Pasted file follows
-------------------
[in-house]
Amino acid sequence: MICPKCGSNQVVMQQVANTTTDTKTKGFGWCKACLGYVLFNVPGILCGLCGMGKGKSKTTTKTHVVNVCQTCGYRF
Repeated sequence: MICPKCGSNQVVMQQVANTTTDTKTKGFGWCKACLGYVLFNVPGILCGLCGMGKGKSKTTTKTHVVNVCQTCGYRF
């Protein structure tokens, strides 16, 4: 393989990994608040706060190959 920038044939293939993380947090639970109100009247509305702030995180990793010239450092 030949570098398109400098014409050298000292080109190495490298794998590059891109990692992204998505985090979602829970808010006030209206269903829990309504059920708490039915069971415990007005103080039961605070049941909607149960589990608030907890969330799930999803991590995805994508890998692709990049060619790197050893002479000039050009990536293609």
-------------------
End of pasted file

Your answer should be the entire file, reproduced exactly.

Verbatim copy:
[in-house]
Amino acid sequence: MICPKCGSNQVVMQQVANTTTDTKTKGFGWCKACLGYVLFNVPGILCGLCGMGKGKSKTTTKTHVVNVCQTCGYRF
Repeated sequence: MICPKCGSNQVVMQQVANTTTDTKTKGFGWCKACLGYVLFNVPGILCGLCGMGKGKSKTTTKTHVVNVCQTCGYRF
């Protein structure tokens, strides 16, 4: 393989990994608040706060190959 920038044939293939993380947090639970109100009247509305702030995180990793010239450092 030949570098398109400098014409050298000292080109190495490298794998590059891109990692992204998505985090979602829970808010006030209206269903829990309504059920708490039915069971415990007005103080039961605070049941909607149960589990608030907890969330799930999803991590995805994508890998692709990049060619790197050893002479000039050009990536293609």